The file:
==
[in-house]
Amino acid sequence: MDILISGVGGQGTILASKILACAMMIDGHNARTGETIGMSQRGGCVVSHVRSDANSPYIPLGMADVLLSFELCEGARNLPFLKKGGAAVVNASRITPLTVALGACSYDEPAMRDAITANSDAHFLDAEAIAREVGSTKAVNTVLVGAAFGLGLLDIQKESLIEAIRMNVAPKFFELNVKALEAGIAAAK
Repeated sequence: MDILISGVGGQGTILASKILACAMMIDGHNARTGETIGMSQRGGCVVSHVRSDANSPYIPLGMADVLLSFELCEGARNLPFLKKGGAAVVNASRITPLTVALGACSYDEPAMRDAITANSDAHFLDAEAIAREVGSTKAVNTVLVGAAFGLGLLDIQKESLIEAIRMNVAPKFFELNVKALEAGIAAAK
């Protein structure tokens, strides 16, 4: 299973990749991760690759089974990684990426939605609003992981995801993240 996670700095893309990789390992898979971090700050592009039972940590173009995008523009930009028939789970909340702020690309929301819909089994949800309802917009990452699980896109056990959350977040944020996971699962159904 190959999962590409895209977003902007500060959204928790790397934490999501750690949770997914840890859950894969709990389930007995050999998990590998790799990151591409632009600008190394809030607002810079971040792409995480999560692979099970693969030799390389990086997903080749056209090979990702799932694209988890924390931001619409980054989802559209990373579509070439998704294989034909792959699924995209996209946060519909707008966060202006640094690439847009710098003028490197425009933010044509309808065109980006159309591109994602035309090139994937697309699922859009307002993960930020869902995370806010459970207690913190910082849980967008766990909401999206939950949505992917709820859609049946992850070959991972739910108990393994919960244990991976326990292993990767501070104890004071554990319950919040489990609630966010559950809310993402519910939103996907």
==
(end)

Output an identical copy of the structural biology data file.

[in-house]
Amino acid sequence: MDILISGVGGQGTILASKILACAMMIDGHNARTGETIGMSQRGGCVVSHVRSDANSPYIPLGMADVLLSFELCEGARNLPFLKKGGAAVVNASRITPLTVALGACSYDEPAMRDAITANSDAHFLDAEAIAREVGSTKAVNTVLVGAAFGLGLLDIQKESLIEAIRMNVAPKFFELNVKALEAGIAAAK
Repeated sequence: MDILISGVGGQGTILASKILACAMMIDGHNARTGETIGMSQRGGCVVSHVRSDANSPYIPLGMADVLLSFELCEGARNLPFLKKGGAAVVNASRITPLTVALGACSYDEPAMRDAITANSDAHFLDAEAIAREVGSTKAVNTVLVGAAFGLGLLDIQKESLIEAIRMNVAPKFFELNVKALEAGIAAAK
């Protein structure tokens, strides 16, 4: 299973990749991760690759089974990684990426939605609003992981995801993240 996670700095893309990789390992898979971090700050592009039972940590173009995008523009930009028939789970909340702020690309929301819909089994949800309802917009990452699980896109056990959350977040944020996971699962159904 190959999962590409895209977003902007500060959204928790790397934490999501750690949770997914840890859950894969709990389930007995050999998990590998790799990151591409632009600008190394809030607002810079971040792409995480999560692979099970693969030799390389990086997903080749056209090979990702799932694209988890924390931001619409980054989802559209990373579509070439998704294989034909792959699924995209996209946060519909707008966060202006640094690439847009710098003028490197425009933010044509309808065109980006159309591109994602035309090139994937697309699922859009307002993960930020869902995370806010459970207690913190910082849980967008766990909401999206939950949505992917709820859609049946992850070959991972739910108990393994919960244990991976326990292993990767501070104890004071554990319950919040489990609630966010559950809310993402519910939103996907």